What could be radical about teaching family with a sociological lens?
I remember vividly the moment when my good friend questioned how I, a very oppositional character not backing down from confronting anyone, can be academically interested in a topic as ‘apolitical’ as family. To be honest, his inquiry—or more of an observation—caught me off guard and made me realize that I never really questioned the political nature of my academic interests up to that point. I might not have given him a satisfactory answer at the moment, but now thinking back, that version of me probably did not have the experience of and acquaintance with the more radical notions of studying and teaching such a seemingly mundane topic as family. While my understanding and knowledge have developed over time, even now I have not fully captured the complexities and implications of this vast subarea of sociology. Additionally, I acknowledge that it is not possible to claim an absolute political impact by mainly staying within the rigidly established boundaries of the academic bubble. Rather, what I want to express in this piece is this: There is and should be an impact, albeit limited, we aim to achieve through teaching by mediating the students’ acquisition and application of a sociological perspective on any everyday life matters of the world they live in.
Considering the not overtly declared but commonly accepted hierarchy of subareas of sociology, those who study family have never been regarded as the primary force within the discipline. At least not as much as, for example, the sociologists studying more macro (and ‘politically-laden’) topics such as inequalities, or social change and transformation. Even though family is regarded as one of the traditional subareas of sociology, family sociologists have long stayed in the shadows of scholars in other fields, such as psychologists, demographers, and one can even claim economists, dominating the broad field of family studies. In Turkey, this is even further complicated by the preponderance of scholars with an educational background in theology in both academic and discourse-making on families with a completely different focus and tone.
Why do I then claim that as a family sociologist, I have the potential of creating a radical impact by simply teaching family the way I do to a bunch of undergraduate students in Turkey (1)? There are three specific reasons for claiming such an impact. First, I challenge my students to think about family in a ‘plural’ rather than a ‘singular’ form, to consider the numerous different ways in which families may be constructed. This is particularly thought-provoking for a group of students who are primarily exposed to a dominant yet discursively reductionist understanding of ‘the family’ as a singular, universal institution. Second and related to the first reason, I introduce my students to gender and queer perspectives on families. By doing so, they get exposed to a fundamentally radical critique on the patriarchal and heteronormative aspects of this social institution. Third, I encourage them to question the very ‘unmarked’ territories of their own current and future families.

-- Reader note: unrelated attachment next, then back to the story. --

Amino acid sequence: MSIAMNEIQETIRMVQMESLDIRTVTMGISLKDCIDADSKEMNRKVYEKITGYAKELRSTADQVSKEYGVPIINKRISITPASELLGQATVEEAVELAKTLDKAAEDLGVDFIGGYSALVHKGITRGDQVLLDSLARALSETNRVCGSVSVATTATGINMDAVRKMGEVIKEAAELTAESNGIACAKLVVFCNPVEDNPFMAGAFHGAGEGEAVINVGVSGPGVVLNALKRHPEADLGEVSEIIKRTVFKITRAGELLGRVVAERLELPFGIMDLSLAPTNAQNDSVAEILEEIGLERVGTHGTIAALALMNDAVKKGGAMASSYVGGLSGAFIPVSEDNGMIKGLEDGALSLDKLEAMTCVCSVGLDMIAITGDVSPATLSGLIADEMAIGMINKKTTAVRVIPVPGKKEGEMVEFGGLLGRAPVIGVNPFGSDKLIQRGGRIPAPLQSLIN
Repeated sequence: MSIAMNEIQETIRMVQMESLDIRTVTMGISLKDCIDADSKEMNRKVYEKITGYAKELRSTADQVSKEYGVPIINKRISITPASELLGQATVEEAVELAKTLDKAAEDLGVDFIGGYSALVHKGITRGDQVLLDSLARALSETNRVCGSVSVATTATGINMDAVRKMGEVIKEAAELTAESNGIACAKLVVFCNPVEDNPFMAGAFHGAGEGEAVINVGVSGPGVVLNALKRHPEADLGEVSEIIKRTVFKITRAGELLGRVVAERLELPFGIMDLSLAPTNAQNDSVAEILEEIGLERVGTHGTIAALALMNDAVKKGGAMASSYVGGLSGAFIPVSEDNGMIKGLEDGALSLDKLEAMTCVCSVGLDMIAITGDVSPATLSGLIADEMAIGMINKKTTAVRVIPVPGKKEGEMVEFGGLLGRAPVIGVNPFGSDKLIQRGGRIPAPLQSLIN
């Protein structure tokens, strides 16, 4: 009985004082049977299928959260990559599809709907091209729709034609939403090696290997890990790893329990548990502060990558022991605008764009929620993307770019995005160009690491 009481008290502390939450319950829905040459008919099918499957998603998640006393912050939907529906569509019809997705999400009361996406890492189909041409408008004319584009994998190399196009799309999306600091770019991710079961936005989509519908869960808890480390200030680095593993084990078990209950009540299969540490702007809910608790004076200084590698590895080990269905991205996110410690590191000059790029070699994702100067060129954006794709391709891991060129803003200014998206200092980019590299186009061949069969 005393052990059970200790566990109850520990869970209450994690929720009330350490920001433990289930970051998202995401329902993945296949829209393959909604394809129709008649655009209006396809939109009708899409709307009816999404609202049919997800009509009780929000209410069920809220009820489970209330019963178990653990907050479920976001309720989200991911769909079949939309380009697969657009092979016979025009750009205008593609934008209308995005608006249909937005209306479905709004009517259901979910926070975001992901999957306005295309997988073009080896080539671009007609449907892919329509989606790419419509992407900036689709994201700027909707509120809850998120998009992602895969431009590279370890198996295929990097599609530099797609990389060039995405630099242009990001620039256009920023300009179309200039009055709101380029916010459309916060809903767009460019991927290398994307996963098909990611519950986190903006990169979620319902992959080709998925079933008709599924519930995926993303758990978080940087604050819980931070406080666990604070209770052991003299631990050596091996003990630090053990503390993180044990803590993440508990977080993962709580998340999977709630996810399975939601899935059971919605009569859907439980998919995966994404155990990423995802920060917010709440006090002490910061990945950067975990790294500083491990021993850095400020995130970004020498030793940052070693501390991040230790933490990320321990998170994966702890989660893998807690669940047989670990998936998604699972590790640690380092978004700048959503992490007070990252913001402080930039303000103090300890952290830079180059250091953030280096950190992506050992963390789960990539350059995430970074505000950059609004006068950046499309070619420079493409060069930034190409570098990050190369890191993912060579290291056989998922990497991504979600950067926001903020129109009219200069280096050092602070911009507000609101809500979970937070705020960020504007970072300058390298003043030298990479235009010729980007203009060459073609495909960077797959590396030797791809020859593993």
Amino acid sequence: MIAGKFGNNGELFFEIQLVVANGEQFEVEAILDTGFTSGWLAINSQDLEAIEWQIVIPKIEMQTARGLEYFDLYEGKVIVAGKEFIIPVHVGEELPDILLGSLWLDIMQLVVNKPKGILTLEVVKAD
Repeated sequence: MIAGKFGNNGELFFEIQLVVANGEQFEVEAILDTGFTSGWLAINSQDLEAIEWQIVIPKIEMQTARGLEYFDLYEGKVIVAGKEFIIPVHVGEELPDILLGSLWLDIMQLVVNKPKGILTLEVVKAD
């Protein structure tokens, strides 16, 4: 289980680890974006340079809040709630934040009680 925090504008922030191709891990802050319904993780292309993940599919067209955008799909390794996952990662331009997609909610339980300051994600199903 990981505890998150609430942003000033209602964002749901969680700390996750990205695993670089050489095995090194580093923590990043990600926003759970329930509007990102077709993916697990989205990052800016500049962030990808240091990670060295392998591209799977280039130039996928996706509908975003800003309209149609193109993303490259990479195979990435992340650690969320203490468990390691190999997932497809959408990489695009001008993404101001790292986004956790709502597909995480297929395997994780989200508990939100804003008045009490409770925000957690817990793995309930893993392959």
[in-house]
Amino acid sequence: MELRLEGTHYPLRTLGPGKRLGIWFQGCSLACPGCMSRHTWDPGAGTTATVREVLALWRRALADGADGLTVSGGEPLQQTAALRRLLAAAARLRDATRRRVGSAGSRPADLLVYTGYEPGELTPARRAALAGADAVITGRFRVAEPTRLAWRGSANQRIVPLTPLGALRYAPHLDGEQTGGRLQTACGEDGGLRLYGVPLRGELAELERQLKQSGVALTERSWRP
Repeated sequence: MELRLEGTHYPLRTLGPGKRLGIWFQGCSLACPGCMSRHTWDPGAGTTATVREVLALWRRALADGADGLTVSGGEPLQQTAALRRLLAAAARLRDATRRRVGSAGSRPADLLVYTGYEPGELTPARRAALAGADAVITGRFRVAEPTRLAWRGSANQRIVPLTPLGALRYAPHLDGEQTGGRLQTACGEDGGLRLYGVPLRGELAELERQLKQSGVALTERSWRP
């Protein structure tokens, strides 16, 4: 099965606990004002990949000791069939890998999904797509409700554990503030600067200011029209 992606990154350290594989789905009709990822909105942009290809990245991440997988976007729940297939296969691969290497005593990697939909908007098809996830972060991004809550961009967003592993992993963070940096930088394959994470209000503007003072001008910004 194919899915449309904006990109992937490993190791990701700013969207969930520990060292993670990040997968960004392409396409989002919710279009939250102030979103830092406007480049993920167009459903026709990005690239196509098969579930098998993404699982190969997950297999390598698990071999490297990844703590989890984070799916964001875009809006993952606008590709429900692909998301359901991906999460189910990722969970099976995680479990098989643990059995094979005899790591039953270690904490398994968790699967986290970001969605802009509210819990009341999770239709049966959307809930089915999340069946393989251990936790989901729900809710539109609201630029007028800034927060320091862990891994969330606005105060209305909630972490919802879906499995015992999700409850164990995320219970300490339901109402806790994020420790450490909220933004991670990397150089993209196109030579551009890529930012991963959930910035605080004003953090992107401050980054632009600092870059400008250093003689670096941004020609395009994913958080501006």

To start with, on the first day of class, I emphasize that in this course we would not talk about ‘the family’ but ‘families.’ Many contemporary sociologists out there might automatically give a ‘duh-uh’ reaction to this statement, yet this has not always been a widely accepted understanding among family scholars. Indeed, it is still possible to discover some discussions among important family scholars who would regard this distinction as futile. On the contrary, I find it very crucial to start our discussions on why and how we study ‘families.’ I point at the fact that people in any society would claim they know what ‘the family’ means or looks like, some might even have some unyielding opinions and feelings on what it should NOT mean/look like. While discussing the multiple meanings of families, students realize that not all their classmates have family experiences which fit with the common (mis)conception of ‘family as haven.’ We also delve into the issue of who would count as family to whom and seriously consider whether friends or even one’s pets could be identified as family members.
Throughout the course, we also touch upon alternative family trajectories. I encourage them to consider diverse paths anyone can take rather than following rigid, normative, and restrictive family trajectories. I introduce a vast variety of examples in which individuals deviate from norms of getting married, having kid(s) of one’s own, loving and caring for one’s children, or respecting and taking care of older family members. These alternative family configurations enable them to question what they take for granted as natural life cycles and universal family experiences for every human. Some of my students could then better situate their own plans regarding not getting married/marrying late or not having children as not necessarily a deviation from the ‘normal’ but just an alternative possibility.